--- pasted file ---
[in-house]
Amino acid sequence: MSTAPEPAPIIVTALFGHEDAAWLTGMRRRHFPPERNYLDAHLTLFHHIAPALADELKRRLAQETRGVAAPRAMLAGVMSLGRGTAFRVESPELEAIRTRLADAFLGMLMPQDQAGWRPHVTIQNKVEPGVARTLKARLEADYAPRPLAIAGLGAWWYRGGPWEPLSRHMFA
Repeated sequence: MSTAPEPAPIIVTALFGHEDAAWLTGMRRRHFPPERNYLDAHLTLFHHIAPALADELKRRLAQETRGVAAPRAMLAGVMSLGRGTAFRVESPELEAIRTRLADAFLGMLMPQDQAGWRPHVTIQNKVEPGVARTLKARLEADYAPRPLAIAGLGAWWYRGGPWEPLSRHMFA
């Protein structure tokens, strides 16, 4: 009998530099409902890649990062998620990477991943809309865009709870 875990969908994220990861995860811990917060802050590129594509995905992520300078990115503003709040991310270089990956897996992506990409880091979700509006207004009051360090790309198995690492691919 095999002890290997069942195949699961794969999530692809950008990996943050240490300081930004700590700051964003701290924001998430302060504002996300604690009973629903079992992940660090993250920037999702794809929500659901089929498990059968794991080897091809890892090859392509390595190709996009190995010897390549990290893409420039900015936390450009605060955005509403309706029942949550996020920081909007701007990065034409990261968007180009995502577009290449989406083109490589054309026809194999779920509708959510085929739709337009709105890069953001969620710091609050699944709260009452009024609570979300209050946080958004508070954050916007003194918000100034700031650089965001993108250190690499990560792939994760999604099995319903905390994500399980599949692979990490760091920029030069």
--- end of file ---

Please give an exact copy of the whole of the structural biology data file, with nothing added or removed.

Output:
[in-house]
Amino acid sequence: MSTAPEPAPIIVTALFGHEDAAWLTGMRRRHFPPERNYLDAHLTLFHHIAPALADELKRRLAQETRGVAAPRAMLAGVMSLGRGTAFRVESPELEAIRTRLADAFLGMLMPQDQAGWRPHVTIQNKVEPGVARTLKARLEADYAPRPLAIAGLGAWWYRGGPWEPLSRHMFA
Repeated sequence: MSTAPEPAPIIVTALFGHEDAAWLTGMRRRHFPPERNYLDAHLTLFHHIAPALADELKRRLAQETRGVAAPRAMLAGVMSLGRGTAFRVESPELEAIRTRLADAFLGMLMPQDQAGWRPHVTIQNKVEPGVARTLKARLEADYAPRPLAIAGLGAWWYRGGPWEPLSRHMFA
């Protein structure tokens, strides 16, 4: 009998530099409902890649990062998620990477991943809309865009709870 875990969908994220990861995860811990917060802050590129594509995905992520300078990115503003709040991310270089990956897996992506990409880091979700509006207004009051360090790309198995690492691919 095999002890290997069942195949699961794969999530692809950008990996943050240490300081930004700590700051964003701290924001998430302060504002996300604690009973629903079992992940660090993250920037999702794809929500659901089929498990059968794991080897091809890892090859392509390595190709996009190995010897390549990290893409420039900015936390450009605060955005509403309706029942949550996020920081909007701007990065034409990261968007180009995502577009290449989406083109490589054309026809194999779920509708959510085929739709337009709105890069953001969620710091609050699944709260009452009024609570979300209050946080958004508070954050916007003194918000100034700031650089965001993108250190690499990560792939994760999604099995319903905390994500399980599949692979990490760091920029030069």